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Pennsylvania is using its regulatory process to expand protections against discrimination and retaliation in employment, housing, public accommodations, and education in 2023.

On December 8, 2022, the Independent Regulatory Review Commission approved a regulation proposed by the Pennsylvania Human Relations Commission (PHRC) in March of 2022 that provides comprehensive definitions for the terms “sex,” “religious creed,” and “race” as they are used in the Pennsylvania Human Relations Act (PHRA) and other Pennsylvania anti-discrimination statutes. The PHRA prohibits discrimination in employment, housing, public accommodations, education, and commercial property “because of” sex, religious creed, and race, among other protected classes. However, the terms sex, religious creed, and race are not defined by the decades-old statute.  

The PHRC’s position is that the robust definitions simply codify existing law under the PHRA. However, the new regulation will not become effective until after a legislative review period and publication in the Pennsylvania Bulletin. Unless state lawmakers from both the House and Senate vote in their 2023 session to override the commission (which is unlikely), the regulation will be effective.

How the Definitions of Sex, Race, and Religious Creed are Redefined

Under the new regulation, the following definitions will become effective:

“Sex” is defined to include:

  1. Pregnancy, including medical conditions related to pregnancy.
  2. Childbirth, including medical conditions related to childbirth.
  3. Breastfeeding, including medical conditions related to breastfeeding.
  4. Sex assigned at birth, including, but not limited to, male, female or intersex.
  5. A person’s gender, including a person’s gender identity or gender expression.
  6. Affectional or sexual orientation, including heterosexuality, homosexuality, bisexuality and asexuality.
  7. Differences of sex development, variations of sex characteristics or other intersex characteristics.

“Race” is defined to include:

  1. Ancestry, national origin, or ethnic characteristics.
  2. Interracial marriage or association.
  3. Traits historically associated with race, including, but not limited to, hair texture, and protective hairstyles (e.g., braids, locks, and twists).
  4. Persons of Hispanic national origin or ancestry, including, but not limited to, persons of Mexican, Puerto Rican, Central or South American, and Spanish origin or culture.
  5. Persons of any other national origin or ancestry.

“Religious creed” is defined to include all aspects of religious observance, practice or belief.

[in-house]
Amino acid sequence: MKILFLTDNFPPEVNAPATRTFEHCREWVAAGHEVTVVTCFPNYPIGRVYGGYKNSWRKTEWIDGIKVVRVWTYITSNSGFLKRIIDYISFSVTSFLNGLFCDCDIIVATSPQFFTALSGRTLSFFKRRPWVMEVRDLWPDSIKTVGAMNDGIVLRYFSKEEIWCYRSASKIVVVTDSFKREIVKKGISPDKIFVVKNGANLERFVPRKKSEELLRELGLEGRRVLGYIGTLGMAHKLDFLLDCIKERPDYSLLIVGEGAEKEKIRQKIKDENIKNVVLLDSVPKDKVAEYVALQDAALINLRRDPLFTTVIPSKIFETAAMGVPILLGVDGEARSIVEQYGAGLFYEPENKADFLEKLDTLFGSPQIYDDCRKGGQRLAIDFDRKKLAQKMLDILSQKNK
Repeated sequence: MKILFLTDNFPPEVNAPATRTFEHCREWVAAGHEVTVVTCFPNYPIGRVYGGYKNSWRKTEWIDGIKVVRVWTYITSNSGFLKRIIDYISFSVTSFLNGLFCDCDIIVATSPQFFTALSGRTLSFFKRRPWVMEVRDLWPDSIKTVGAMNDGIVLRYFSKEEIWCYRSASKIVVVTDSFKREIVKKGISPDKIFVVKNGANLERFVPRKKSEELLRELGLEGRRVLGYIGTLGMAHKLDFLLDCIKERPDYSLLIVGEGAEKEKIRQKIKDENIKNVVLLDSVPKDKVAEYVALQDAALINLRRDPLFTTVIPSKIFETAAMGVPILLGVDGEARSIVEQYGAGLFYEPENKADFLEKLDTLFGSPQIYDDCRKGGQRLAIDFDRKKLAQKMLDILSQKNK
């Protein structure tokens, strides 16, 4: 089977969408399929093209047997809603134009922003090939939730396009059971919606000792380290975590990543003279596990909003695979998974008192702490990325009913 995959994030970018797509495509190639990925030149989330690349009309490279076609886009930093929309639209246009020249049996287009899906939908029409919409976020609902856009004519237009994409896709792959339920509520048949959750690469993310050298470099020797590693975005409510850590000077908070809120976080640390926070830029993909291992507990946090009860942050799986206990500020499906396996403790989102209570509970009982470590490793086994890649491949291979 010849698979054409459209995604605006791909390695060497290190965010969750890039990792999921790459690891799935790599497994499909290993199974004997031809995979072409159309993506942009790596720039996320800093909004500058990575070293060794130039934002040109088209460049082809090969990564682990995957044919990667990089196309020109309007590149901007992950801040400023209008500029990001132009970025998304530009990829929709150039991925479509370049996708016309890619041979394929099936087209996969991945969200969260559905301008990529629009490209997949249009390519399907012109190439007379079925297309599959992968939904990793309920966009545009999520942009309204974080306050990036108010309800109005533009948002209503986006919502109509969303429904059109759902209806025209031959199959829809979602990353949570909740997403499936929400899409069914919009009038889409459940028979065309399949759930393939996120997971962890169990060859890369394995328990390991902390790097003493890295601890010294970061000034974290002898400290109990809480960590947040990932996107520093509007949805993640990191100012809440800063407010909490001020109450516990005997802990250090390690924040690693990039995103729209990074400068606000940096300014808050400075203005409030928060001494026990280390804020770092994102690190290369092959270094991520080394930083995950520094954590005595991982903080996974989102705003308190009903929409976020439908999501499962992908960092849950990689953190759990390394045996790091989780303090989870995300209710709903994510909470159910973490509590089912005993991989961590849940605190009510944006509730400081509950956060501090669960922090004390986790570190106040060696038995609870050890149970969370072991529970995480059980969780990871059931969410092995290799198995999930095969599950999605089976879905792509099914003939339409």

Religious beliefs are defined to include moral or ethical beliefs as to what is right and wrong that are sincerely held with the strength of traditional religious views. The fact that no group espouses such beliefs or the fact that the religious group – to which the individual professes to belong may not accept such belief – will not determine whether the belief is a religious belief of a complainant.

Why Is This Regulation Being Proposed?

According to the PHRC, the regulation is being proposed because neither the PHRA nor the Pennsylvania Fair Educational Opportunities Act (PFEOA), the statute that prohibits discrimination in education, define the terms race, religious creed, or sex. They are also consistent with the current interpretations of these terms by many federal and state courts across the country.

What This Means for Pennsylvania Employers

All businesses that employ four or more individuals or independent contractors in the Commonwealth of Pennsylvania are covered by the PHRA and the proposed regulation.

In addition to the LGBTQ protections, the Pennsylvania rule extends the state’s anti-bias law to cover traits historically associated with race, including traditionally Black hairstyles and textures such as braids, locks, and twists. The state agency is following the lead of 18 states plus a few dozen U.S. cities and counties that have specifically banned race-related hair discrimination within the last three years.

Pennsylvania employers should evaluate whether to highlight specific subclasses of sex, race and religious creed to include in their EEO policies, anti-discrimination policies, anti-harassment policies, anti-retaliation policies. Likewise, Pennsylvania employers should review their training programs for management, workplace conduct, and diversity, equity and inclusion (DEI) to include additional specifics on the subclasses of sex, race and religious creed to the extent they do not already. Most importantly, employers should consider these expansive definitions in reviewing their overall employment practices to maximize legal compliance and minimize legal risk.